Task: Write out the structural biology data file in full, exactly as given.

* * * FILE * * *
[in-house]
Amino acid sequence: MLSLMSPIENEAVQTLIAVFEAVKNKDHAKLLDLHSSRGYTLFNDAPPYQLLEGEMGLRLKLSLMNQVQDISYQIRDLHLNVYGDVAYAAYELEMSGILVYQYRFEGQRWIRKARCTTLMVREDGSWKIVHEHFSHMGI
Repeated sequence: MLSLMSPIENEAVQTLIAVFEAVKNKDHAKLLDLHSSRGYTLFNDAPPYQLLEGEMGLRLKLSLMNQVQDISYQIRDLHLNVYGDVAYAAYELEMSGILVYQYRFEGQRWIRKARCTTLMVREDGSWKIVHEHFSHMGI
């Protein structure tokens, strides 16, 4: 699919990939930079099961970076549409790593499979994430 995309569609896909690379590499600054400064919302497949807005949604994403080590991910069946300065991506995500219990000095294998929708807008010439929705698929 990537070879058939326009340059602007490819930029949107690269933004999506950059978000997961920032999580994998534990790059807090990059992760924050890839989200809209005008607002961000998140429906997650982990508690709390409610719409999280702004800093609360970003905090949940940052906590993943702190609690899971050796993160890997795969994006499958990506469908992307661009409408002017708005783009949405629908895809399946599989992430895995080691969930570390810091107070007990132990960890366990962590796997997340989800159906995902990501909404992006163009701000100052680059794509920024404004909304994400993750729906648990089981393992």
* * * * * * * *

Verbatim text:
[in-house]
Amino acid sequence: MLSLMSPIENEAVQTLIAVFEAVKNKDHAKLLDLHSSRGYTLFNDAPPYQLLEGEMGLRLKLSLMNQVQDISYQIRDLHLNVYGDVAYAAYELEMSGILVYQYRFEGQRWIRKARCTTLMVREDGSWKIVHEHFSHMGI
Repeated sequence: MLSLMSPIENEAVQTLIAVFEAVKNKDHAKLLDLHSSRGYTLFNDAPPYQLLEGEMGLRLKLSLMNQVQDISYQIRDLHLNVYGDVAYAAYELEMSGILVYQYRFEGQRWIRKARCTTLMVREDGSWKIVHEHFSHMGI
């Protein structure tokens, strides 16, 4: 699919990939930079099961970076549409790593499979994430 995309569609896909690379590499600054400064919302497949807005949604994403080590991910069946300065991506995500219990000095294998929708807008010439929705698929 990537070879058939326009340059602007490819930029949107690269933004999506950059978000997961920032999580994998534990790059807090990059992760924050890839989200809209005008607002961000998140429906997650982990508690709390409610719409999280702004800093609360970003905090949940940052906590993943702190609690899971050796993160890997795969994006499958990506469908992307661009409408002017708005783009949405629908895809399946599989992430895995080691969930570390810091107070007990132990960890366990962590796997997340989800159906995902990501909404992006163009701000100052680059794509920024404004909304994400993750729906648990089981393992």